Each month Learning Forward will publish an exclusive blog post from Fierce, Inc. that explores aspects of communication that encourage meaningful collaboration. To read all of Fierce, Inc.'s blog posts, go to //www.fierceinc.com/blog/.
I missed some amazing opportunities in my career because I thought I had to figure something out on my own or I wanted to do something perfectly. I now know that perfection is counter to growth, risk, innovation and, most importantly, authenticity.
The definition of a Fierce Conversation is one in which you come out from behind yourself, into the conversation, and make it real. We know something is authentic, genuine, and real when we see it or hear it. I’ve been witness to the raw power of authenticity in leadership. I’ve learned that if I want to fully embrace authenticity, I need to be willing to make myself vulnerable.
I was thrilled by Brene Brown’s 2010 TEDx talk on vulnerability. Brown is a research professor at the University of Houston Graduate College of Social Work, and has spent 10 years studying vulnerability, courage, authenticity, and shame. She discovered that “in order for connection to happen, we have to allow ourselves to be seen, really seen... deeply seen.”
She found that people who had high self-worth “had the courage to be imperfect. They had the compassion to be kind, first to themselves and then to others. They had connection as a result of authenticity. They were willing to let go of who they should be in order to be who they were, which you have to absolutely do for connection. They fully embraced vulnerability.”
Often at work we revert to behavior that makes us seem invulnerable, even when we know better. We present an image of ourselves as know-it-all, or work hard in a vain attempt to know it all. And it’s hard to relate to a person like this.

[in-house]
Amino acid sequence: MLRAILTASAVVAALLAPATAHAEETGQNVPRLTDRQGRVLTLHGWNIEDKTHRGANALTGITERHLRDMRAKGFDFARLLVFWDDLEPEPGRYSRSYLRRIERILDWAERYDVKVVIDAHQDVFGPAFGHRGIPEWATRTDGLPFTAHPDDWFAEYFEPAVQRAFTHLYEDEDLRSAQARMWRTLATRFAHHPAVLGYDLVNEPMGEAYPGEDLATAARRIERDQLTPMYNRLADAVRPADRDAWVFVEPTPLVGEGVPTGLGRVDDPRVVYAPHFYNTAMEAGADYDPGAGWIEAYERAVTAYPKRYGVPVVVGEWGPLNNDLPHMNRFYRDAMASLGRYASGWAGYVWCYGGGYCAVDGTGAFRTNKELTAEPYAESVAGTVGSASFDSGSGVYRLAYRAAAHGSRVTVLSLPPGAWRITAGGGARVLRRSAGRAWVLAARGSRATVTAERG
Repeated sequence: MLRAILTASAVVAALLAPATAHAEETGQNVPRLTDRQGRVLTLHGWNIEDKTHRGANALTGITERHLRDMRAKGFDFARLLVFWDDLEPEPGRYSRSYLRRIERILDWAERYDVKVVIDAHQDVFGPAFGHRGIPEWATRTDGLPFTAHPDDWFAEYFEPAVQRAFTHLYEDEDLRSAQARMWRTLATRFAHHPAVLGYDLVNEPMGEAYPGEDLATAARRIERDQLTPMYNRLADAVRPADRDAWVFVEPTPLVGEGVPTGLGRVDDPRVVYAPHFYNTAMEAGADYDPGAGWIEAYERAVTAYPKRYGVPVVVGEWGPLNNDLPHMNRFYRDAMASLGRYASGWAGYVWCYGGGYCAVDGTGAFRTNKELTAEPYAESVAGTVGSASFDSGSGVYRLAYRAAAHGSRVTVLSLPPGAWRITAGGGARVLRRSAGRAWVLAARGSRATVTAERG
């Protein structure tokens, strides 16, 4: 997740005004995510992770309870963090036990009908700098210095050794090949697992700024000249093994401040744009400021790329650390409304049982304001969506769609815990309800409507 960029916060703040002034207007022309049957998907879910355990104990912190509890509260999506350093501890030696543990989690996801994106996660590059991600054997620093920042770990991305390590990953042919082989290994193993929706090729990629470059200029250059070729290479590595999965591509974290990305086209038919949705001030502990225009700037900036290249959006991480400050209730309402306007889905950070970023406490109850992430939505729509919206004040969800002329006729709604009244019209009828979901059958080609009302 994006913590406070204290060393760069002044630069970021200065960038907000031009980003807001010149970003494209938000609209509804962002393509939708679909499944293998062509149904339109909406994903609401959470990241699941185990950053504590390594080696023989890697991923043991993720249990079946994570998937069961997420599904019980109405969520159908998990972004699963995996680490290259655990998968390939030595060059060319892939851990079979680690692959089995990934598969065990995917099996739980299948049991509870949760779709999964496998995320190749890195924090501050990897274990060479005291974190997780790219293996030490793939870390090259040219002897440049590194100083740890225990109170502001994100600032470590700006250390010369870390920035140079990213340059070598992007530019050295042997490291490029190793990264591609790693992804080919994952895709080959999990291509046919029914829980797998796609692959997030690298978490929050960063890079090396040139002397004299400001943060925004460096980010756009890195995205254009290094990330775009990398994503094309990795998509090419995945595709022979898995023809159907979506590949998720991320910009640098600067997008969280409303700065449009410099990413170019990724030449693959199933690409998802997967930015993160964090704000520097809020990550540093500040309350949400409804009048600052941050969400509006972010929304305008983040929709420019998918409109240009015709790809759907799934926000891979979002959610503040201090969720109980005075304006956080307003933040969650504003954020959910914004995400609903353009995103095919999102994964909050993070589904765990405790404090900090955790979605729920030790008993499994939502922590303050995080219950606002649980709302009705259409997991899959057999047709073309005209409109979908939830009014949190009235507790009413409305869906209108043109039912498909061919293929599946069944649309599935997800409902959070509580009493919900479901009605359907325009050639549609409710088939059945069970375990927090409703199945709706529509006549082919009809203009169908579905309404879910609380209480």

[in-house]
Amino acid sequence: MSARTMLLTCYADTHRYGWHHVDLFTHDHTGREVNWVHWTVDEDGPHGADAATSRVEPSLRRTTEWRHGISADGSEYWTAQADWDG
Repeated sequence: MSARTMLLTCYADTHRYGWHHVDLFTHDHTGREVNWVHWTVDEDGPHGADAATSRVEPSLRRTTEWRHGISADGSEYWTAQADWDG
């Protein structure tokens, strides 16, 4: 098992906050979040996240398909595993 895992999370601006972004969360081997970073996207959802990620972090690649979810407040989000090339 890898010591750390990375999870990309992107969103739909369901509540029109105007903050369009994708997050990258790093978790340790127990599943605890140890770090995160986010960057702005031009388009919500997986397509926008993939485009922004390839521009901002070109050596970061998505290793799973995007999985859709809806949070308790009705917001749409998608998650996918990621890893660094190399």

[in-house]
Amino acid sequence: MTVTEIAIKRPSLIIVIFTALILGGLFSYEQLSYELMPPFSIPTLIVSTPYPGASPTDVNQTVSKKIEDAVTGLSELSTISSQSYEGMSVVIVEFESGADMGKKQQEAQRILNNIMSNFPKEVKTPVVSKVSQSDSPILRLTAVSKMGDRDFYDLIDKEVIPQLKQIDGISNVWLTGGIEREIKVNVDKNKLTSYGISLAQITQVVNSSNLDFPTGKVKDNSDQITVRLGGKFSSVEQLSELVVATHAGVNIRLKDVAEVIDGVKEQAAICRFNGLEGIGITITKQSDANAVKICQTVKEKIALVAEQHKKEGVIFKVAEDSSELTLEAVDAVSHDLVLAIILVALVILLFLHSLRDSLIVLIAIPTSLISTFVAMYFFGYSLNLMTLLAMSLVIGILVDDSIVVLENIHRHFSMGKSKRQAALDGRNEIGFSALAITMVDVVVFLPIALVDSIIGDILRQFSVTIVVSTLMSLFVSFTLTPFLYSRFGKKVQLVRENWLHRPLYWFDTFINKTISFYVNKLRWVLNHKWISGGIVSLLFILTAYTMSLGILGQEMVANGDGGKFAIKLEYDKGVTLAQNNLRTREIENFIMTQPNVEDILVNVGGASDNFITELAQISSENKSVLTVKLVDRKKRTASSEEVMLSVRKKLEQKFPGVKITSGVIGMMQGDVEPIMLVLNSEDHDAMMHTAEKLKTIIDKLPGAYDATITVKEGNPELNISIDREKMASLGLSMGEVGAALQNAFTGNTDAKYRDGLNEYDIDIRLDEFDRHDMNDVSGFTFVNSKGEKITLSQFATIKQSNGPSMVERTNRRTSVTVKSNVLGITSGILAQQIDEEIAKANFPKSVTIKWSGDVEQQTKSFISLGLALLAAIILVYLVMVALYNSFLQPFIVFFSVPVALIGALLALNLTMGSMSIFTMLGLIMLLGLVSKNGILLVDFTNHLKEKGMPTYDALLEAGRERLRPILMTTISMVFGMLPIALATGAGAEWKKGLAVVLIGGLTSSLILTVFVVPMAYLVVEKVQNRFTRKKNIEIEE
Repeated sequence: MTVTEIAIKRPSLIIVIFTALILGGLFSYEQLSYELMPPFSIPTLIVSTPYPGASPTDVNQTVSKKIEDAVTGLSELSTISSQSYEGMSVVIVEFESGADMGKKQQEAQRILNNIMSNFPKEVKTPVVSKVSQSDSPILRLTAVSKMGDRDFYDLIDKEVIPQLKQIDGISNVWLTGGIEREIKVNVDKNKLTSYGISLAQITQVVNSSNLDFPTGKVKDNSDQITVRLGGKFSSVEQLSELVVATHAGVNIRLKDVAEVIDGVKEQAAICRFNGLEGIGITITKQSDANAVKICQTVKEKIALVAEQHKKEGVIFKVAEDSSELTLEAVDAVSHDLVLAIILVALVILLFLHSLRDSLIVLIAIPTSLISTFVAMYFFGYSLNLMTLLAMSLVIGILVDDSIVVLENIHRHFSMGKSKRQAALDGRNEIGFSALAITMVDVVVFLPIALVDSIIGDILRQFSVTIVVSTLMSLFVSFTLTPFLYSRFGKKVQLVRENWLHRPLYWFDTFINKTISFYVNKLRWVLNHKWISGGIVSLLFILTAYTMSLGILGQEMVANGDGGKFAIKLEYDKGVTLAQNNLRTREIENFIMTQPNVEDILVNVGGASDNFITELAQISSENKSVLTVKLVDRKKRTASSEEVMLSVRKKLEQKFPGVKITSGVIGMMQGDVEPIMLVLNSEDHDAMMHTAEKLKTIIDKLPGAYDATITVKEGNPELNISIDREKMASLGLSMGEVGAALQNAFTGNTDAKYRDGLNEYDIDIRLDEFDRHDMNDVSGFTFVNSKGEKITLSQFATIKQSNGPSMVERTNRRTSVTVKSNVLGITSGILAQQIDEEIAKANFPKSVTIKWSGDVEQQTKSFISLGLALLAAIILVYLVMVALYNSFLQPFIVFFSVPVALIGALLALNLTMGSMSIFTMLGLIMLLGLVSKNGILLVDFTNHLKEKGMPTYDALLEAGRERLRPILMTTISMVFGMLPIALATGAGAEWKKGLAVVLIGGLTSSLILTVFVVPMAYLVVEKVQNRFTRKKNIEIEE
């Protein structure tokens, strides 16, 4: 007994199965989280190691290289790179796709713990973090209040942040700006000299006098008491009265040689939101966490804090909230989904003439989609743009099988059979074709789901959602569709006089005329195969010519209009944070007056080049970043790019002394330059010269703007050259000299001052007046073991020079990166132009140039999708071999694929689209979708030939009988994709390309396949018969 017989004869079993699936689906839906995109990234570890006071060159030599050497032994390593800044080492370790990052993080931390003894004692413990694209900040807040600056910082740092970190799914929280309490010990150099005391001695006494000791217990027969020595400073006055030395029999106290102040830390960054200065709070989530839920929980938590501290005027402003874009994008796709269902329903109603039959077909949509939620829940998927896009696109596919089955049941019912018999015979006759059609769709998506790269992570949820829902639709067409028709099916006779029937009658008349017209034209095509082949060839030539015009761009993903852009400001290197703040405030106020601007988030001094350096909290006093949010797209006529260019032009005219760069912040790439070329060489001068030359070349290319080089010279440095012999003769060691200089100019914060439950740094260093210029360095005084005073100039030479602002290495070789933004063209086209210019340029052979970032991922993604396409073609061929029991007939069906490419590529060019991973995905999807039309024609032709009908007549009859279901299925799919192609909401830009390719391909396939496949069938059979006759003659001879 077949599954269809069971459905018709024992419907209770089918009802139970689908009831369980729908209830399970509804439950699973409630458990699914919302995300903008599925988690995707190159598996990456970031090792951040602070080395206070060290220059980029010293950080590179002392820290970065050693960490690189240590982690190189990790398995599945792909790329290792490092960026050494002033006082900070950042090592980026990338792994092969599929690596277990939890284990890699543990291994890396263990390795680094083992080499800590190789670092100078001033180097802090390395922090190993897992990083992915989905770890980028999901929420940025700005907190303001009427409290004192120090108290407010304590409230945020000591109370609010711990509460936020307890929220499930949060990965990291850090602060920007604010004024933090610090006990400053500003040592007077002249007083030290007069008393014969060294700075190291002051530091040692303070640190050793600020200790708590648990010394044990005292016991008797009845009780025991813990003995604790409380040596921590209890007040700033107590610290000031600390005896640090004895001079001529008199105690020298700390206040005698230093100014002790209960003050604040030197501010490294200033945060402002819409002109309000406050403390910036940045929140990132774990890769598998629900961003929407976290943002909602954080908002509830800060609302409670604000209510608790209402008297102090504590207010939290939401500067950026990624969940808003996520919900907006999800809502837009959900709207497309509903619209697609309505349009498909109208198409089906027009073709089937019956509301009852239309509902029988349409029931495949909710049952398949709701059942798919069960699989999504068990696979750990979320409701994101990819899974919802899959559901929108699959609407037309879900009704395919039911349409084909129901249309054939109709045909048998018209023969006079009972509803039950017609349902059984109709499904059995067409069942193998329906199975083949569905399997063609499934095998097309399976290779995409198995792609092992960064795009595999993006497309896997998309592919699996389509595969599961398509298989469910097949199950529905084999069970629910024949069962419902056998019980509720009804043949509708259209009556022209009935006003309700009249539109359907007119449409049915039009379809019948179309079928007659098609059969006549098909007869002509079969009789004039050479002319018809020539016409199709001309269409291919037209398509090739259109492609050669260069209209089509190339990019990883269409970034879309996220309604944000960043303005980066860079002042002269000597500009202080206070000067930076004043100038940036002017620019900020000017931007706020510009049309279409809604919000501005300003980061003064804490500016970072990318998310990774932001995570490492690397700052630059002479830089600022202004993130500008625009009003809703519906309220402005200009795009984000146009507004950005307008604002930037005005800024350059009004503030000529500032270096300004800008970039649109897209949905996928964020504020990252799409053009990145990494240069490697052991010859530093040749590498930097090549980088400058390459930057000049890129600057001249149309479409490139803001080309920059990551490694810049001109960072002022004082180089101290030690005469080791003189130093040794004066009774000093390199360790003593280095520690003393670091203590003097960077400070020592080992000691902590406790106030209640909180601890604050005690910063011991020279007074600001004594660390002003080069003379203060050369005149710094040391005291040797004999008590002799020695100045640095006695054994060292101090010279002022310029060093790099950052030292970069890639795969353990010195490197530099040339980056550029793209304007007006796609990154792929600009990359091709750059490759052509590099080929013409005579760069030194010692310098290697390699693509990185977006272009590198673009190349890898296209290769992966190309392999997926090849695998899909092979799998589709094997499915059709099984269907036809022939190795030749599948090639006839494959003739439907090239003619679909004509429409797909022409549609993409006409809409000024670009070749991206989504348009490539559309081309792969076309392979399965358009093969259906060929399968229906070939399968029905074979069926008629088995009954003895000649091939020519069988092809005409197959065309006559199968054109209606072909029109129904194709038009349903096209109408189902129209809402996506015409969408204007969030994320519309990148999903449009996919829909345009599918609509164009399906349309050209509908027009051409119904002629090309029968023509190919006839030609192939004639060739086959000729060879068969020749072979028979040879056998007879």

Having high expectations of yourself and others leads to continuous learning and improvement. However, a perfectionist mindset contributes to a culture where ego and striving for infallibility become more important than honesty, solid relationships, and the actual results we want.
Pay attention to the conversations in your team, in your school, in your district -- are people simply trying to prove they’re right? Are they speaking with or to each other? Are they going into conversations willing to listen and to learn? Observe the undercurrent of these conversations. What’s really going on? Find out and address it.
It takes confidence to admit you don’t have the answers to everything. It’s the path to real progress. Hold your own feet to the fire by asking yourself:
• Am I being honest with myself about my fears, strengths, weaknesses, about my behavior and the way I show up in my conversations?
• What am I pretending not to know? And also, what am I pretending to know?
• Whose reality do I need to interrogate? Maybe it’s my own.
The most powerful thing we can do to create a culture of authenticity is to model it. Allow yourself to be vulnerable, to be transparent, and model the kind of behavior that invites others to put the truth on the table in a way that moves the relationship forward.
Let yourself be seen. You can’t get the results you want without taking a risk. Confidence does not mean being without fear. It’s having fear and moving through it anyway.
Embrace your imperfections. Earn people’s respect by admitting and debriefing your misses in addition to your competence and triumphs. Be confident enough to say, “I don’t have all the answers.”
Speak from your heart, not your title. As the old saying goes, people don’t care what you know until they know you care. If you achieve this, people eventually willingly receive your message, no matter how difficult the message.
In her TEDx talk, Brown says, “Give me a generation that has these qualities -- high self-worth, vulnerability, and connection -- and we’ll solve today’s problems.” I’ll add: Give us an organization, a team, a culture that has these qualities, and watch them change the world. It’s possible.
Director of Training, Fierce in the Schools
The opinions expressed in Learning Forward’s PD Watch are strictly those of the author(s) and do not reflect the opinions or endorsement of Editorial Projects in Education, or any of its publications.